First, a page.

Porcelain tile is a tile that is generally made by the dust pressed method from porcelain clays which result in a tile that is dense, impervious, fine grained and smooth, with a sharply formed face.
Porcelain tiles usually have a much lower water absorption rate (less than 0.5%) than non-porcelain tiles making them frost resistant or frost-proof. Glazed porcelain tiles are much harder and more wear and damage resistant than non-porcelain ceramic tiles, making them suitable for any application from light traffic to the heaviest residential and light commercial traffic. Full body porcelain tiles carry the color and pattern through the entire thickness of the tile making them virtually impervious to wear and are suitable for any application from residential to the highest traffic commercial or industrial applications. Porcelain tiles are available in matte, unglazed or a high polished finish.
“Ceramic” or non-porcelain tiles are generally made from red or white clay fired in a kiln. They are almost always finished with a durable glaze which carries the color and pattern. These tiles are used in both wall tile and floor tile applications, are softer and easier to cut than porcelain. Non-porcelain ceramic tiles are usually suitable for very light to moderate traffic and generally have a relatively high water absorption rating making them less frost resistant and they are more prone to wear and chipping than porcelain tiles.
Stone tile such as marble, slate, and granite represent some of the most naturally suitable materials for household and commercial surfaces because they are highly resistant to impact and wear. In addition, the stone tile flooring made from these materials are some of the most attractive options available for your flooring and other surface applications. The random patterns in granite and marble are formed over millions of years and make your floor truly individual, offering an elegant look and feel to any household or commercial space. The granite, slate, and marble are quarried from massive deposits and cut into large blocks. These blocks are then cut to standardized thickness, with one side of the granite or marble honed and polished.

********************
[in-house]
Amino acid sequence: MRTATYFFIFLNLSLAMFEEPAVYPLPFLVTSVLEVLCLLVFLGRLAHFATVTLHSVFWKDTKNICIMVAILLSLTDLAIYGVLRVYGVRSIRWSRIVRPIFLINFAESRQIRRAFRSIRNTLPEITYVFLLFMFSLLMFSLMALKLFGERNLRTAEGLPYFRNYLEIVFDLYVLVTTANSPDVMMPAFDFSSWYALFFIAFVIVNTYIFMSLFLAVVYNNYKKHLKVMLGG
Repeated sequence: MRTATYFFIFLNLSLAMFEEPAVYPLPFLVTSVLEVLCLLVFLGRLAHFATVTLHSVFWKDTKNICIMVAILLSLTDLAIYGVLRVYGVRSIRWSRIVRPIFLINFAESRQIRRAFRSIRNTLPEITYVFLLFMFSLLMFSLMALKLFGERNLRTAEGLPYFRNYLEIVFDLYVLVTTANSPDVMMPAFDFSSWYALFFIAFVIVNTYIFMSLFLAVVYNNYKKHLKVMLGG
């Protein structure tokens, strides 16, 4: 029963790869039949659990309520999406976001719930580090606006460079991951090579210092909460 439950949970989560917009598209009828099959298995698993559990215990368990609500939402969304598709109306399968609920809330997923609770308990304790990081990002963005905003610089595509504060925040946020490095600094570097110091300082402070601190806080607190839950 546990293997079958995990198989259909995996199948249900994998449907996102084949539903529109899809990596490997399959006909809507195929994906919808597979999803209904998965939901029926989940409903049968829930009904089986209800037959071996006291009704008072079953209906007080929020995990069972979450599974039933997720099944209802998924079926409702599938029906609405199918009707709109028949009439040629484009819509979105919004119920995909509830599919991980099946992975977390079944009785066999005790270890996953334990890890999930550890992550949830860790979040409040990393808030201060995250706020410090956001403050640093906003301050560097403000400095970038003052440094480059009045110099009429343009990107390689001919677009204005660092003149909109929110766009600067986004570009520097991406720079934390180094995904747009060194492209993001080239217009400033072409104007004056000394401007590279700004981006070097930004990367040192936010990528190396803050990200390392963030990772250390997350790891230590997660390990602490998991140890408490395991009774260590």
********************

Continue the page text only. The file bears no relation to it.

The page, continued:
Considerations such as moisture levels, slip resistance, foot traffic, and even hardness of the surface of your stone tile floor are more easily judged once you’ve decided where the installation will take place. When starting your search for the most suitable flooring surface, first consider how much traffic the space will get. Generally, the higher the traffic the harder the surface likely should be. Next, add to your considerations how the hardness will affect the use you make of your floor. For instance, if your floor is for a kitchen or dining room, it is important to note that fragile items such as glassware or china are more likely to break if dropped, for example, on marble or granite, as opposed to bamboo wood flooring. Also, remember to consider moisture, and how much your stone tile floor is likely to sustain. Some types of stone tile flooring are more porous than others, proportionately less resistant to moisture and more likely to crack over time.
The issue of slip resistance is important as well, particularly if your household or commercial space is likely to see high traffic from young children or the elderly. A marble stone tile floor may not be the best choice if you are concerned with someone slipping in an area such as a bathroom, where footwear often consists of bedroom slippers and socks, items not known to be slip-resistant themselves! In area such as this, stone flooring such as slate tile may be more appropriate, or perhaps unglazed ceramic tile might be also be a good choice.
Porcelain tile for Kitchen, Bathrooms, Floors.